logo Member of Parliament for Glasgow East

Prime Minister dodges disability support question

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Earlier today, I challenged the Prime Minister at his weekly question session in the House of Commons on the levels of financial support for those on legacy benefits.

Although Universal Credit has been temporarily boosted by £20 per week in response to the coronavirus crisis, those on legacy benefits such as Employment and Support Allowance and Jobseeker's Allowance have had nothing extra to help them out.

Recent research from the Disability Benefits Consortium, a network of over 100 national and regional organisations that represent disabled people, shows that growing numbers of people are unable to pay for housing, food and heating.

The report, entitled ‘Pandemic Poverty: Stark choices facing disabled people on legacy benefits’, revealed that:

  • 82% of people on legacy benefits have spent more during the pandemic than they normally would due to higher food shopping and utility bills, as well as having to pay for taxis to attend essential appointments.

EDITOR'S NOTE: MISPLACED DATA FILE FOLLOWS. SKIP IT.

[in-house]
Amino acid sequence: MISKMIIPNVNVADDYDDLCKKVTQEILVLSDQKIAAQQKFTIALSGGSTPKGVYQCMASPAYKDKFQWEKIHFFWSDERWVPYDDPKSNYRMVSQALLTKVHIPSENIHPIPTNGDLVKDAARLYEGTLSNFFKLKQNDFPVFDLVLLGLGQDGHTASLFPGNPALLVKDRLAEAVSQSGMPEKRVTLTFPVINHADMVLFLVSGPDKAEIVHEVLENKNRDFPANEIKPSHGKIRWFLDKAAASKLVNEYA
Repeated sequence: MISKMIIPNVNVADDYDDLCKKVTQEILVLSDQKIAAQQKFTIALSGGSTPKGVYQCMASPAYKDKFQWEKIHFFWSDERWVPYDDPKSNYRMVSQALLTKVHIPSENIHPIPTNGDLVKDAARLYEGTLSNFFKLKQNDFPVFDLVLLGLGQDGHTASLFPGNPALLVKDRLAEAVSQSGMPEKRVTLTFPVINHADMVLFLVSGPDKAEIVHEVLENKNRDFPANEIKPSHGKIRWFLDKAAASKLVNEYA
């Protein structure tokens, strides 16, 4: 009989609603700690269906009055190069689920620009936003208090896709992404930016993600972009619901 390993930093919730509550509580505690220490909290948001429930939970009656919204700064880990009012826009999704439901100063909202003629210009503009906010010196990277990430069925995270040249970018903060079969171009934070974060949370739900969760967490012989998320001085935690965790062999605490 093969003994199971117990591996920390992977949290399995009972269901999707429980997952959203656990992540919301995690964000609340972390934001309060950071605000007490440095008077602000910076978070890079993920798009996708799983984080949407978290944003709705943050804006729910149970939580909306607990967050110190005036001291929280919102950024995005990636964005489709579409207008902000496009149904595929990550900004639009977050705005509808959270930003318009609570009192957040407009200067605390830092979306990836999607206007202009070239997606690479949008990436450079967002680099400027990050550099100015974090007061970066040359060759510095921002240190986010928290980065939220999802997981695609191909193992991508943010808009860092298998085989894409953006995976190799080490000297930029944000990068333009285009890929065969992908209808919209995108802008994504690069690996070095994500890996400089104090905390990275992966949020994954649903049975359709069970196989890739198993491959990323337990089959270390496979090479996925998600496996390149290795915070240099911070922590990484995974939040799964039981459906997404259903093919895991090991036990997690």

• Two thirds have had to go without essentials like food or heating as a result of increased costs since the the Covid-19 crisis began.

The levels of these benefits and of Universal Credit were inadequate to begin with and the pandemic has drawn sharp focus to the urgent need for them to be improved permanently in order to help the most vulnerable in society to live dignified lives.

My question today might have been uncomfortable for the Prime Minister, but it’s one that I’ll keep asking until I get an answer.

Earlier this week, I addressed the same issue to the Secretary of State for Work and Pensions and was told that people who are struggling need to use an online calculator.

This patronising approach to the issue reveals a total disconnect with reality at the heart of Government in London. People are really struggling, especially at the moment, and Boris Johnson and his Cabinet don’t seem to care about or comprehend the problem.

Coronavirus has exposed the deep inequalities that exist under the broken Westminster system and people in Scotland deserve much better.

The question at the Scottish election in May will be this: who has the right to decide what sort of country we should be after the pandemic - people in Scotland or Boris Johnson.



External links

From disabilitybenefitsconsortium.files.wordpress.com
Disability Benefits Consortium report - Pandemic Poverty: Stark choices facing disabled people on legacy benefits

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